The result of this was the exile of both Elisabeth (in Neuwied) and Elena (in Paris), as well as a trip by Ferdinand through Europe in search of a suitable bride, whom he eventually found in Queen Victoria's granddaughter, Princess Marie of Edinburgh.
  The affair helped reinforce Elisabeth's image as a dreamer and eccentric.

Quite unusually for a queen, Elisabeth of Wied was personally of the opinion that a Republican form of government was preferable to Monarchy - an opinion which she expressed forthrightly in her diary, though she did not make it public at the time:

I must sympathize with the Social Democrats, especially in view of the inaction and corruption of the nobles. These "little people", after all, want only what nature confers: equality. The Republican form of government is the only rational one. I can never understand the foolish people, the fact that they continue to tolerate us.

From Wikipedia, the free encyclopedia

 
 
 
1843
 
 
Delavigne Casimir, French poet and dramatist, d. (b. 1793)
 
 

Jean-François Casimir Delavigne
 
 
 
     
  Western Literature

English Literature - German literature
French literature - Russian literature
American literature
     
 
 
 
1843
 
 
Dickens: "Martin Chuzzlewit"
 

The Life and Adventures of Martin Chuzzlewit (commonly known as Martin Chuzzlewit) is a novel by Dickens Charles, considered the last of his picaresque novels. It was originally serialised in 1843 and 1844. Dickens thought it to be his best work, but it was one of his least popular novels. Like nearly all of Dickens' novels, Martin Chuzzlewit was released to the public in monthly instalments. Early sales of the monthly parts were disappointing, compared to previous works, so Dickens changed the plot to send the title character to America. This allowed the author to portray the United States (which he had visited in 1842) satirically as a near wilderness with pockets of civilisation filled with deceptive and self-promoting hucksters.

 
 
The main theme of the novel, according to a preface by Dickens, is selfishness, portrayed in a satirical fashion using all the members of the Chuzzlewit family. The novel is also notable for two of Dickens' great villains, Seth Pecksniff and Jonas Chuzzlewit. It is dedicated to Angela Georgina Burdett-Coutts, a friend of Dickens.
 
 
Plot summary
Martin Chuzzlewit has been raised by his grandfather and namesake. Years before, Martin senior took the precaution of raising an orphaned girl, Mary Graham. She is to be his nursemaid, with the understanding that she will be well cared for only as long as Martin senior lives. She thus has strong motivation to promote his well-being, in contrast to his relatives, who only want to inherit his money. However, his grandson Martin falls in love with Mary and wishes to marry her, ruining Martin senior's plans. When Martin refuses to give up the engagement, his grandfather disinherits him.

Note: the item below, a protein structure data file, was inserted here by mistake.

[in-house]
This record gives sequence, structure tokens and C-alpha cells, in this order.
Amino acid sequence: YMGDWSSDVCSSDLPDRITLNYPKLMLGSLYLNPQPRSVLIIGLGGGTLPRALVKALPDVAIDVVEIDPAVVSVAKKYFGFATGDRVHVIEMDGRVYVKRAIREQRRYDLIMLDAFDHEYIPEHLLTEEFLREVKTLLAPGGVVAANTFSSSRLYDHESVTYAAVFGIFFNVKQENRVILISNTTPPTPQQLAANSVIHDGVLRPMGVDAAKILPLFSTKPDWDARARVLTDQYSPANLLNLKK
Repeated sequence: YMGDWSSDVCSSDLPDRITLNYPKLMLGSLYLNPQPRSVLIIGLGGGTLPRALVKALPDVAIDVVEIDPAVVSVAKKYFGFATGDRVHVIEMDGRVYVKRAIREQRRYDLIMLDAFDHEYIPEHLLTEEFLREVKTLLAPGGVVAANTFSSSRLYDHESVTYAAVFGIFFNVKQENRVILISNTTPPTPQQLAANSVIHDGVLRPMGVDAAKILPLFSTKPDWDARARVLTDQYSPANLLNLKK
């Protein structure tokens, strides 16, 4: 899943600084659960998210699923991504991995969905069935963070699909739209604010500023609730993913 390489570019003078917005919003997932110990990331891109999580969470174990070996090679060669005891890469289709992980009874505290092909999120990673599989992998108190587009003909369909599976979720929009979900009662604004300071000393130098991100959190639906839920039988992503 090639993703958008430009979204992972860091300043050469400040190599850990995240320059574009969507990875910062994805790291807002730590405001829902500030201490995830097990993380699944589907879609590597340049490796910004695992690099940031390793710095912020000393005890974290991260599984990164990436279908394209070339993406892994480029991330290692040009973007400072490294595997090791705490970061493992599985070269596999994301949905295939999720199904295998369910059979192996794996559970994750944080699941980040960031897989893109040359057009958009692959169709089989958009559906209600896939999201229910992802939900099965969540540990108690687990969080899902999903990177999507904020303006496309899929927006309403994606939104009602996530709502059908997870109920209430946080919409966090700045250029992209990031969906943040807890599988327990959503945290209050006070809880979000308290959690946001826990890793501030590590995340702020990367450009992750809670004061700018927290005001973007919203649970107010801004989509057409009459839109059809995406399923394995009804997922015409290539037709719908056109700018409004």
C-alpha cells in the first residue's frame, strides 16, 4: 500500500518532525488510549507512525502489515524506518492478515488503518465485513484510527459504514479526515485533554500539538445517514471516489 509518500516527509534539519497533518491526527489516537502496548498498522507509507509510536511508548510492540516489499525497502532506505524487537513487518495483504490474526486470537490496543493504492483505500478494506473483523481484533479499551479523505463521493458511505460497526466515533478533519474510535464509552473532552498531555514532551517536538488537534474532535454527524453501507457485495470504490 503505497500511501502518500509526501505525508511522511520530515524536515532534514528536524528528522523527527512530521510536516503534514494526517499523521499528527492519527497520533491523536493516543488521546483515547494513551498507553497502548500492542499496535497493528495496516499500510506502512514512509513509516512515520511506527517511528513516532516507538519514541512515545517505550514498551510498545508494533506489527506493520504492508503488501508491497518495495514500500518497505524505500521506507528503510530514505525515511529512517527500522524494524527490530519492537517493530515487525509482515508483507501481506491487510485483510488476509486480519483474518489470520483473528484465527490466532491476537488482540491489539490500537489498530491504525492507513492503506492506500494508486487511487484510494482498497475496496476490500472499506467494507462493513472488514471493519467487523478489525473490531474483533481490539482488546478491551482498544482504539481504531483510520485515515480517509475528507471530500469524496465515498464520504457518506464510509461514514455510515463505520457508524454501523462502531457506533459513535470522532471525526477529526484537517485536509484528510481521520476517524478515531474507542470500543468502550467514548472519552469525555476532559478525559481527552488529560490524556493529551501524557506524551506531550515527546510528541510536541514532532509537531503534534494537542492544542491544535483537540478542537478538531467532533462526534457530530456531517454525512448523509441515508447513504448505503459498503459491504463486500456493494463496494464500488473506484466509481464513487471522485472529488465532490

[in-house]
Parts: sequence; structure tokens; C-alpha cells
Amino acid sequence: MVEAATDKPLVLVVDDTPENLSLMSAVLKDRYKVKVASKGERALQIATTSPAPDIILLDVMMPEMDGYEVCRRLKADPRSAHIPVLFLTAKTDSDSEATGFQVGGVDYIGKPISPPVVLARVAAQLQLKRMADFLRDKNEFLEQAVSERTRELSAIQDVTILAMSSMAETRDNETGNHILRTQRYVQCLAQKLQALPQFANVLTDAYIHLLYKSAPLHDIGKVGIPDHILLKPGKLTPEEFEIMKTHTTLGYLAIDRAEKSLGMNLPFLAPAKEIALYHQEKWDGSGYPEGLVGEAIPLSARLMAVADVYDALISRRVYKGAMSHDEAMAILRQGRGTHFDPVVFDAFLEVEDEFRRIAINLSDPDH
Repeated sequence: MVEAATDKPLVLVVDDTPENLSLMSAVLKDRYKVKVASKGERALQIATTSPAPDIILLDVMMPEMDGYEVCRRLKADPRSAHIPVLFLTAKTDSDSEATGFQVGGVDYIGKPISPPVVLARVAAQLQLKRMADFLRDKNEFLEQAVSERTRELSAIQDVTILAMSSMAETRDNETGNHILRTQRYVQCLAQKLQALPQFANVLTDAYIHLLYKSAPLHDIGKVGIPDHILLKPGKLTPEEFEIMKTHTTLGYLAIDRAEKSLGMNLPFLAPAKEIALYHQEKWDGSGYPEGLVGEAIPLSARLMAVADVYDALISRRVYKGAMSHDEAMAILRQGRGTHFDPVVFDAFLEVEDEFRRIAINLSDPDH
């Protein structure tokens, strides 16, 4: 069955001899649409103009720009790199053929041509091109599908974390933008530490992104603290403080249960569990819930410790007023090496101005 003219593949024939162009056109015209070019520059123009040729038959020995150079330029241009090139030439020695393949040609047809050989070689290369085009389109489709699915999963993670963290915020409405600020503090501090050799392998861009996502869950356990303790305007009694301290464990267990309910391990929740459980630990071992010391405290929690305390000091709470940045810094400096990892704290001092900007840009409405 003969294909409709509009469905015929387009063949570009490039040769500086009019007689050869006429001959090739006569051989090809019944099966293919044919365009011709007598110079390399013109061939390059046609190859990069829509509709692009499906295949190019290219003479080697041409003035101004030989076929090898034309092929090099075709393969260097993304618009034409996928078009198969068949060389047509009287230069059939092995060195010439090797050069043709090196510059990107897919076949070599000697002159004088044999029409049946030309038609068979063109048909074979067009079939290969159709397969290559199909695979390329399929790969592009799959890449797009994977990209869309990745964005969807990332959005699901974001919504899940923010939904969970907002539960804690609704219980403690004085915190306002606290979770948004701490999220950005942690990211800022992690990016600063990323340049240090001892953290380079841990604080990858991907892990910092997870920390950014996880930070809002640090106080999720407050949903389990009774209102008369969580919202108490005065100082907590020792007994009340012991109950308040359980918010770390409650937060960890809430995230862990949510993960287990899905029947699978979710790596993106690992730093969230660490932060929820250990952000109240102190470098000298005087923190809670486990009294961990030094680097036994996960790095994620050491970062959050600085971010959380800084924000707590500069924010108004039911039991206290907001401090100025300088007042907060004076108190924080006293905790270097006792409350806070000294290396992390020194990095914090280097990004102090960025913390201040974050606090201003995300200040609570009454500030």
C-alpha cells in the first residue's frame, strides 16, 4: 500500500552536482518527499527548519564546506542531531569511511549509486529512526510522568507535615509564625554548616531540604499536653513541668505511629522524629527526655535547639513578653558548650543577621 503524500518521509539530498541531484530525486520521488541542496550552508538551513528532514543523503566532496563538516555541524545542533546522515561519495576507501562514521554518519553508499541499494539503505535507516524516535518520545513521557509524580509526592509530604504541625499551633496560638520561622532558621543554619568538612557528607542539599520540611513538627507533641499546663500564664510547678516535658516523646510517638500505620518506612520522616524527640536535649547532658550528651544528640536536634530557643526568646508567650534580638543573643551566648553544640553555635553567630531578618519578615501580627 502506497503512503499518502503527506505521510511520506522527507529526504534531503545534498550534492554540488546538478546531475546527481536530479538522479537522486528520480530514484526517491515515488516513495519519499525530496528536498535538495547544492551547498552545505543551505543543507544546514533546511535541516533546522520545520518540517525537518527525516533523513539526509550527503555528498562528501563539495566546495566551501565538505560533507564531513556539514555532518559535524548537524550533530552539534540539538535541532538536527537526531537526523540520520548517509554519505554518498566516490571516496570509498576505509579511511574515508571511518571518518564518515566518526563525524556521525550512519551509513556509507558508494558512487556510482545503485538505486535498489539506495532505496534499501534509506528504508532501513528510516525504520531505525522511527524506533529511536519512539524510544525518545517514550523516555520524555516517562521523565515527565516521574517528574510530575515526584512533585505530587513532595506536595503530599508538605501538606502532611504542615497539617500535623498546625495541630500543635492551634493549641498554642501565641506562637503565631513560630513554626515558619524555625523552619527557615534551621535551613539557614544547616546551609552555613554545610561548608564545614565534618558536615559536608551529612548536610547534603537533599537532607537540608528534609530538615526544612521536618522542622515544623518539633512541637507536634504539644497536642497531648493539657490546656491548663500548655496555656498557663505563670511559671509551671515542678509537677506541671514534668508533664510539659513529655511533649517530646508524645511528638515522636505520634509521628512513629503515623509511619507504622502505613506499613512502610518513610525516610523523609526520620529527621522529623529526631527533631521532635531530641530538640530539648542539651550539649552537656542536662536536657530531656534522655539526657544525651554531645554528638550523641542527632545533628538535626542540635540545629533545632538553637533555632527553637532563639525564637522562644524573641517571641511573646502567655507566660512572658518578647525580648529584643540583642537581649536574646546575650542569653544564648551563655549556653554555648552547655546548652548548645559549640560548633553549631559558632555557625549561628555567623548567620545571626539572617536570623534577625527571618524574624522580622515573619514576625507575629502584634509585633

Martin becomes an apprentice to Seth Pecksniff, a greedy architect. Instead of teaching his students, he lives off their tuition fees and has them do draughting work that he passes off as his own. He has two spoiled daughters, nicknamed Cherry and Merry, having been christened as Charity and Mercy. Unbeknown to Martin, Pecksniff has actually taken him on to establish closer ties with the wealthy grandfather, thinking that this will gain Pecksniff a prominent place in the will.

Young Martin befriends Tom Pinch, a kind-hearted soul whose late grandmother had given Pecksniff all she had, believing Pecksniff would make an architect and gentleman of him. Pinch is incapable of believing any of the bad things others tell him of Pecksniff, and always defends him vociferously. Pinch works for exploitatively low wages, while believing he is the unworthy recipient of Pecksniff's charity.

 
Cover, first serial edition seventh instalment,
July 1843
 
 
When Martin senior hears of his grandson's new life, he demands that Pecksniff kick young Martin out. Then, Martin senior moves in and falls under Pecksniff's control. During this time, Pinch falls in love with Mary, but does not declare it, knowing of her attachment to young Martin.

One of Martin senior's greedy relatives is his brother, Anthony Chuzzlewit, who is in business with his son, Jonas. Despite considerable wealth, they live miserly, cruel lives, with Jonas constantly berating his father, eager for the old man to die so he can inherit. Anthony dies abruptly and under suspicious circumstances, leaving his wealth to Jonas. Jonas then woos Cherry, whilst arguing constantly with Merry. He then abruptly declares to Pecksniff that he wants to marry Merry, and jilts Cherry - not without demanding an additional 1,000 pounds on top of the 4,000 that Pecksniff had promised him as Cherry's dowry, with the argument that Cherry has better chances for matchmaking.

 
 

Old Martin and Mary.
A Game of Love
 
 
Jonas, meanwhile, becomes entangled with the unscrupulous Montague Tigg and joins in his pyramid scheme-like insurance scam. At the beginning of the book he is a petty thief and hanger-on of a Chuzzlewit relative, Chevy Slyme. Tigg cheats young Martin out of a valuable pocket watch and uses the funds to transform himself into a seemingly fine man called "Tigg Montague". This façade convinces investors that he must be an important businessman from whom they may greatly profit. Jonas eventually ends up murdering Tigg, who has acquired some kind of information on him.